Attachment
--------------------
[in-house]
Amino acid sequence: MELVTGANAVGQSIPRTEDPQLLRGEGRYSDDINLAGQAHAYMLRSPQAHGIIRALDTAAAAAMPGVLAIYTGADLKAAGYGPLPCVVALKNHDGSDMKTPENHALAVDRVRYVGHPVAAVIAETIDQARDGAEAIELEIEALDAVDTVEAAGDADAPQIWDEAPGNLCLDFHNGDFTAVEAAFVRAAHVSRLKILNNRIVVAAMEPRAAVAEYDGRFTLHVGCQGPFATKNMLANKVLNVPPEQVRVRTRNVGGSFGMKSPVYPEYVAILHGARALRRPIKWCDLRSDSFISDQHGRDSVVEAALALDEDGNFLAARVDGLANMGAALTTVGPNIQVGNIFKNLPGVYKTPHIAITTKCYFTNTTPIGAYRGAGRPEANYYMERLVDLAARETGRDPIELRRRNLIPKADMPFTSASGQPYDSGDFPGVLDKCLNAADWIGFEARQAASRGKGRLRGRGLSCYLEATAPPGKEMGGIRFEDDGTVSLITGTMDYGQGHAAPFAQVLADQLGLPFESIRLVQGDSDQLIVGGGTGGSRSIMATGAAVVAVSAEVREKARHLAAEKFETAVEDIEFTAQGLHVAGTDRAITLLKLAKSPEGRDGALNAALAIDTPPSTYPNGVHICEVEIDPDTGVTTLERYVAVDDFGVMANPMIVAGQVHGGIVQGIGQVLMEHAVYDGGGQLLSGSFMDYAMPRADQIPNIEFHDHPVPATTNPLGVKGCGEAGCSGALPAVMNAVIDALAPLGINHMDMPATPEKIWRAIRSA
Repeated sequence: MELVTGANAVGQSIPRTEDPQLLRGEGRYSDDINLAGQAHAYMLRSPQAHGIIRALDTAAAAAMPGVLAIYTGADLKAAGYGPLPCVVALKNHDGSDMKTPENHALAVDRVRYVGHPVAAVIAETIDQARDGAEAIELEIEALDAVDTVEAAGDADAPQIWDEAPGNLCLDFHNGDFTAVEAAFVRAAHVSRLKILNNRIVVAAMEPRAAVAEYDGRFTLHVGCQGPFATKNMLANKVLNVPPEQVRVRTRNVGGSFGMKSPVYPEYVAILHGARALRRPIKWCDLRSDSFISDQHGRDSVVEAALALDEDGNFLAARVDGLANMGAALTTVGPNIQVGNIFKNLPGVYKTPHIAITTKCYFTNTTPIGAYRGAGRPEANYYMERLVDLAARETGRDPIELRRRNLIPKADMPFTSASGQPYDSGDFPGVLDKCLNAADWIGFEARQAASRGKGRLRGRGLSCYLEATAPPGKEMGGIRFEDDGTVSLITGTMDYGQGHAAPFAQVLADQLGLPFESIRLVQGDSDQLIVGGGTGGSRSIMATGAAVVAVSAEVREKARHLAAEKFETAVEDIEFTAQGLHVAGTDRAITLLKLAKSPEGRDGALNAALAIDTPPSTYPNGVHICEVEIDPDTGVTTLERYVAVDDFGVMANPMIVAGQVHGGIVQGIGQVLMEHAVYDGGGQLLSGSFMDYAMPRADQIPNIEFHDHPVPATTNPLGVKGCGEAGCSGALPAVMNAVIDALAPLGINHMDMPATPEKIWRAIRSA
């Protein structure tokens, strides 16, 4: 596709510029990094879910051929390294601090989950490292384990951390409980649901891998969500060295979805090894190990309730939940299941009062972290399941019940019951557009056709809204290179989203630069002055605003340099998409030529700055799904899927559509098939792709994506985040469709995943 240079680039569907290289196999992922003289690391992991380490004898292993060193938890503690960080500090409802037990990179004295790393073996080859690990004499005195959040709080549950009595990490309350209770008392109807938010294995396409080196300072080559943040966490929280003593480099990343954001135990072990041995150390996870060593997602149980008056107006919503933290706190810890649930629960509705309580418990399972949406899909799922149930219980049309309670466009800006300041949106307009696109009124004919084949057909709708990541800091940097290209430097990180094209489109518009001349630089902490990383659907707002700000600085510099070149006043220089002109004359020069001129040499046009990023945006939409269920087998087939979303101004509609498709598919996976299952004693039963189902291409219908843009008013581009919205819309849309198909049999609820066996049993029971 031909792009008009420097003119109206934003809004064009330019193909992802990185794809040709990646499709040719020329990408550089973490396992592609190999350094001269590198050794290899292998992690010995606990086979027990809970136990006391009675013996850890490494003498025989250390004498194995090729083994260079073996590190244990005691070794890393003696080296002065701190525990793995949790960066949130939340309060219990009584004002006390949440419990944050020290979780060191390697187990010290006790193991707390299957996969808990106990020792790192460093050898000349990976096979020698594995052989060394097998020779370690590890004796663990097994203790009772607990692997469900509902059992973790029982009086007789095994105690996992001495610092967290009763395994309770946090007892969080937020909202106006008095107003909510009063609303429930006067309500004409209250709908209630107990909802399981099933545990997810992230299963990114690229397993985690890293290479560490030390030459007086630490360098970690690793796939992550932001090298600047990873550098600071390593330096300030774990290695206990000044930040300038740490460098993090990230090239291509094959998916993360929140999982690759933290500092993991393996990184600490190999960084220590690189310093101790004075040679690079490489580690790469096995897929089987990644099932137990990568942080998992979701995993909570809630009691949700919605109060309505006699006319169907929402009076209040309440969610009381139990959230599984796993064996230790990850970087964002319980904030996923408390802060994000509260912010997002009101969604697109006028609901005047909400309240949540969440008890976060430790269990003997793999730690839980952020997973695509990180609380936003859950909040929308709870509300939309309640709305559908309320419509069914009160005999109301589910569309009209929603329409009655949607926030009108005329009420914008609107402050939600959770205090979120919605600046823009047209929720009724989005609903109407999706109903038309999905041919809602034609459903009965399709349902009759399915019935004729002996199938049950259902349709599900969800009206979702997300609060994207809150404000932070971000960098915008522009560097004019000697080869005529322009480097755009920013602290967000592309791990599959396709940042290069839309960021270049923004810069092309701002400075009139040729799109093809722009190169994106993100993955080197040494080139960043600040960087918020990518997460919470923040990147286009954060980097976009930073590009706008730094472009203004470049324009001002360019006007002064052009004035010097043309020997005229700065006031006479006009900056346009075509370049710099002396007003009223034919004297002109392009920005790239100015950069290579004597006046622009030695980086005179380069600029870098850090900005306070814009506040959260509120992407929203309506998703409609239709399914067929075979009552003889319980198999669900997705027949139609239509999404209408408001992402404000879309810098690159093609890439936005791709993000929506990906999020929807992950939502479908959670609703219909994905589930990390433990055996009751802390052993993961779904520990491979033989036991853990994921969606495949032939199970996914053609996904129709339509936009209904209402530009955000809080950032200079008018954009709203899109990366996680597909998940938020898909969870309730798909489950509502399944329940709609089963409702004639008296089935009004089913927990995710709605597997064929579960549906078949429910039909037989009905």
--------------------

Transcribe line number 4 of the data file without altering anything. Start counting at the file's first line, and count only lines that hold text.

């Protein structure tokens, strides 16, 4: 596709510029990094879910051929390294601090989950490292384990951390409980649901891998969500060295979805090894190990309730939940299941009062972290399941019940019951557009056709809204290179989203630069002055605003340099998409030529700055799904899927559509098939792709994506985040469709995943 240079680039569907290289196999992922003289690391992991380490004898292993060193938890503690960080500090409802037990990179004295790393073996080859690990004499005195959040709080549950009595990490309350209770008392109807938010294995396409080196300072080559943040966490929280003593480099990343954001135990072990041995150390996870060593997602149980008056107006919503933290706190810890649930629960509705309580418990399972949406899909799922149930219980049309309670466009800006300041949106307009696109009124004919084949057909709708990541800091940097290209430097990180094209489109518009001349630089902490990383659907707002700000600085510099070149006043220089002109004359020069001129040499046009990023945006939409269920087998087939979303101004509609498709598919996976299952004693039963189902291409219908843009008013581009919205819309849309198909049999609820066996049993029971 031909792009008009420097003119109206934003809004064009330019193909992802990185794809040709990646499709040719020329990408550089973490396992592609190999350094001269590198050794290899292998992690010995606990086979027990809970136990006391009675013996850890490494003498025989250390004498194995090729083994260079073996590190244990005691070794890393003696080296002065701190525990793995949790960066949130939340309060219990009584004002006390949440419990944050020290979780060191390697187990010290006790193991707390299957996969808990106990020792790192460093050898000349990976096979020698594995052989060394097998020779370690590890004796663990097994203790009772607990692997469900509902059992973790029982009086007789095994105690996992001495610092967290009763395994309770946090007892969080937020909202106006008095107003909510009063609303429930006067309500004409209250709908209630107990909802399981099933545990997810992230299963990114690229397993985690890293290479560490030390030459007086630490360098970690690793796939992550932001090298600047990873550098600071390593330096300030774990290695206990000044930040300038740490460098993090990230090239291509094959998916993360929140999982690759933290500092993991393996990184600490190999960084220590690189310093101790004075040679690079490489580690790469096995897929089987990644099932137990990568942080998992979701995993909570809630009691949700919605109060309505006699006319169907929402009076209040309440969610009381139990959230599984796993064996230790990850970087964002319980904030996923408390802060994000509260912010997002009101969604697109006028609901005047909400309240949540969440008890976060430790269990003997793999730690839980952020997973695509990180609380936003859950909040929308709870509300939309309640709305559908309320419509069914009160005999109301589910569309009209929603329409009655949607926030009108005329009420914008609107402050939600959770205090979120919605600046823009047209929720009724989005609903109407999706109903038309999905041919809602034609459903009965399709349902009759399915019935004729002996199938049950259902349709599900969800009206979702997300609060994207809150404000932070971000960098915008522009560097004019000697080869005529322009480097755009920013602290967000592309791990599959396709940042290069839309960021270049923004810069092309701002400075009139040729799109093809722009190169994106993100993955080197040494080139960043600040960087918020990518997460919470923040990147286009954060980097976009930073590009706008730094472009203004470049324009001002360019006007002064052009004035010097043309020997005229700065006031006479006009900056346009075509370049710099002396007003009223034919004297002109392009920005790239100015950069290579004597006046622009030695980086005179380069600029870098850090900005306070814009506040959260509120992407929203309506998703409609239709399914067929075979009552003889319980198999669900997705027949139609239509999404209408408001992402404000879309810098690159093609890439936005791709993000929506990906999020929807992950939502479908959670609703219909994905589930990390433990055996009751802390052993993961779904520990491979033989036991853990994921969606495949032939199970996914053609996904129709339509936009209904209402530009955000809080950032200079008018954009709203899109990366996680597909998940938020898909969870309730798909489950509502399944329940709609089963409702004639008296089935009004089913927990995710709605597997064929579960549906078949429910039909037989009905």